Tuesday, February 18, 2014


It’s been more than four months since I returned from the ‘goddess tour of Crete’ (www.goddessariadne.org) led by feminist theologian/ scholar/ author Dr. Carol Christ. You’d think by now I’d be ‘over it’ – that I would find something else to write about. And I will – eventually – write about other things. But I don’t think I want to be ‘over’ what I learned in Crete. Ever.

By walking amid five-thousand-year old ruins, climbing carefully into caves sacred to the Minoan people, and holding rituals around sacred stones or springs or trees, I began to have a vision of a different kind of society: a non-dominational society.

[My computer does not like that word – which I just made up – probably because it’s a pretty patriarchal machine. Let’s use it anyway.]

Oddly, since when most people think about ancient Crete (if they do) they think about the bull-leaping depicted in Minoan art and reflected in tales woven by latter-day Greeks, I did not photograph any bull-leaping art except this one clay vessel of kids dangling off the head of some bovine form.

 [Ponder this: the mammal could be either a bull or cow and the kids could be male or female, or some combination.]

I digress.

From all that I read and all that I heard and felt while in Crete, the Minoans had a matrifocal/ matrilineal/matrilocal society. Mothers and mother values [love, generosity, and care] were honored. By both men and women.

As I imagine it, this ancient society had some gender-specific roles. In all probability, its sailors were male. It is possible that those who built the temples and cleared the land were male. Artists could, I think, have been either female or male. I’m guessing that most weavers and cooks were female. But the important thing is that nobody was dominant over others. Not males over females or females over males. Think about it. Mutual dignity and respect. Where everyone’s gifts and opinions were valued.


I do not want to ‘get over’ Crete. I do want to do whatever I can to foment a non-dominational society – here and now.

Tuesday, February 4, 2014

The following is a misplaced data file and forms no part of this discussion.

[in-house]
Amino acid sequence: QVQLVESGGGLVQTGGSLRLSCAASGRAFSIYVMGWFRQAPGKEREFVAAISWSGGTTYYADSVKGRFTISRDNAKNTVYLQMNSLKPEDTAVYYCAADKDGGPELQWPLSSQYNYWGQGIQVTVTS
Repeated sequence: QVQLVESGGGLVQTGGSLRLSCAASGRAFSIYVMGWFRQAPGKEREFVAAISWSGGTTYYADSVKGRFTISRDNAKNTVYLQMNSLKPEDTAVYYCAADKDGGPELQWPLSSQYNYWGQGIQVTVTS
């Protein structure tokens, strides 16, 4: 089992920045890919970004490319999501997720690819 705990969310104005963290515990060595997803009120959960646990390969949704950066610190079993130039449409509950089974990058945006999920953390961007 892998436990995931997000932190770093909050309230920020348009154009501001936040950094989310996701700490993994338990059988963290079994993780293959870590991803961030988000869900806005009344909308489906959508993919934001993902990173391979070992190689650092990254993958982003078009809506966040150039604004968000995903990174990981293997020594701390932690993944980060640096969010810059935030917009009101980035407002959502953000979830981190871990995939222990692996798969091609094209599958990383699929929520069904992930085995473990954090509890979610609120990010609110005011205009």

A Moment in Crete

One of the factors that made the fall tour of Crete (www.goddessariadne.com) so powerful was the community that the participants became.

Often before walking a site, such as the ruins of Knossis, we would learn about its history and significance and approach it with the respect and in the manner which it deserved.

Still, one of the most powerful experiences I had, happened on the day I got lost, with one of the tour's leaders, Mika. The group was to gather at a Minoan tomb, Tholos, near Kamilari. Because of back problems, I walked so slowly that Mika and I lost sight of the others and wandered around for an hour before giving up and creating our own little ritual on the side of a dirt road, in the middle of nowhere important.

Sitting in a little patch of rocks, we set our goddess images on their mineral perches and poured our respective libations as we remembered aloud our female ancestors. I invoked my paternal grandmother, Edna Miriam Thacker McClure, her mother (my great grandmother) Nell Miriam Fowler Thacker, and the generations of prior Miriams recorded on a sampler that hangs in my guest room. The ritual prompted me to renew the honor in which I hold my own name (Miriam of course) and its heritage/ my heritage.

After the ceremony, we found our way back to the bus and eventually the others joined us and the tour continued with, as I recall, an incredible (and incredibly late) lunch at a seaside restaurant in Kamilari.

That private ceremony still reverberates in my memory. I have no pictures of that pile of rocks (my camera was temporarily jammed).

Sometimes photographs are redundant.